Long the subject of international uproar but comparatively little analysis, the quasi-Kafkaesque administration holding Zimbabwean president Robert Mugabe’s corrupt dictatorship in place finally gets the first-hand scrutiny it merits in Camilla Nielsson’s riveting documentary “Democrats.” Tracing the tortuous process of cross-party negotiation behind the country’s 2013 constitution, Nielsson’s film lays bare one country’s specifically soured dreams of democracy while imparting more universal insight into the art and craft of political diplomacy. The result, filmed over three years with an astonishing level of internal access, is at once important and impishly entertaining, brightened by the kind of eccentric local color that cannot be forged or imagined. Festival programmers across the globe will rightfully pounce, as should docu-oriented distribs.
“Democracies in Africa are a difficult proposition, because always the opposition will want more than it deserves,” says a smirking Mugabe — not a man without wit, as tyrannical despots go — in a speech recorded at the outset of “Democrats.” Such is the degree of confident disdain with which Mugabe’s ZANU-PF party has regarded its rivals, however formidable, since coming to power in 1980, even in the face of official defeat. When Morgan Tsvangirai’s more liberal-minded Movement for Democratic Change earned enough votes in Zimbabwe’s egregiously mishandled 2008 parliamentary election to force a coalition government, ZANU-PF made minimal allowances for its new co-pilots, effectively acting as a party in denial.
Nielsson’s film finds participants on both sides of the political divide agreeing that the situation is something of a charade, though their agreement goes no further: “The game of politics is pretending,” says ZANU-PF representative Paul Mangwana with genial indifference, while his MDC counterpart Douglas Mwonzora separately fumes that the country at large is “a nation of pretenders.” This neat semantic flip introduces and defines the two men who emerge as the qualified heroes of this political quagmire: Elected co-chairpersons of parliamentary select committee COPAC, Mangwana and Mwonzora are charged with creating a new constitution (“the second most important book after the Bible”) that satisfies the principles of both parties. Furthermore, the Zimbabwean public is also invited into the process by means of countrywide grassroots consultations.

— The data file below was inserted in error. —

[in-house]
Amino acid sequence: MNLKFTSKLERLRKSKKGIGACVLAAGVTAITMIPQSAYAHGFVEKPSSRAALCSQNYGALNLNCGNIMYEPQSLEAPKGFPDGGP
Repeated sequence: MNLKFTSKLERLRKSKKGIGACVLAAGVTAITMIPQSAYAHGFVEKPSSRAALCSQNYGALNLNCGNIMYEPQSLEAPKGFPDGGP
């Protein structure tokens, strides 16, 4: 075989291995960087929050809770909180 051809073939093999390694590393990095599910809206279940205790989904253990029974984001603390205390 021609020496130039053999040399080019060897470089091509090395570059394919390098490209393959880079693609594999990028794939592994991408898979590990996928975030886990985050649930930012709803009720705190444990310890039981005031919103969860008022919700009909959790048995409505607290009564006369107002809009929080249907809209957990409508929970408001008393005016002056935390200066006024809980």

What sounds noble in theory, however, proves increasingly shambolic in practice. Nielsson and d.p. Henrik Bohn Ipsen are somehow quietly present for any number of calamitous conflicts and fallouts both behind and beyond closed doors, as the poisoned project falls months, and eventually years, behind schedule. The boardroom back-and-forth between the parties’ respective teams is heated enough — amplified by media leaks and petty arrests — though it’s the public hearings, some of which resulted in fatal riots, that contain much of the film’s most blistering material. One scene of a crowd, drilled in advance by ZANU-PF secret police, unanimously requesting that President Mugabe retain the exclusive right to appoint court judges, is as horrifying as it is farcically hilarious. (Mwonzora’s dry response: “I should commend them for being very disciplined.”)
What should be the stuff of furious political satire, then, is instead presented as untempered reality. With such truthfully absurdist material to hand, Nielsson’s cleanly constructed film has no need of voiceover, secondary talking heads or any manner of bells-and-whistles editorialization. Neither, however, does the film carry the remote chill of a nonfiction procedural: There’s ample humanity to balance its cruel ironies, courtesy of the charismatic odd couple at its center. The personal war and distinctly gradual meeting of minds between Mangwana and Mwonzora — the former bullish and conservative, the latter urbane and progressive, both smarter than they initially deem each other to be — is as compelling as the political battle they’re fighting.
In the process, each man is revealed as something far more complex and compromised than a mere mouthpiece for party policy: “Convincing my party that it needs to change is not easy,” Mangwane sighs, suggesting even ZANU-PF brass have one eye on a tricky post-Mugabe future. (The final constitution includes a loophole that allows Mugabe’s presidential term to continue indefinitely, though its most contentious clause involves capping future leaders’ terms.) While the road to freedom enjoyed by Zimbabwe’s neighboring nation South Africa has been generously celebrated on film in the twenty years since its landmark 1994 election, “Democrats” serves as a rare, vital snapshot of a democracy still very much in the planning stages.
Tech contributions are remarkably polished, given the self-evident challenges of the production, with Ipsen’s smooth, intelligently composed widescreen lensing an appropriately unassuming asset. Jeppe Bodskov’s deft editing ensures the nervously extended passage of time is felt at no cost to the film’s own efficient pacing, while making room for memorable sideshows and incidental players — the eerily flamboyant, semi-voguing march of a hotel sentry guard is a miniature star turn in itself.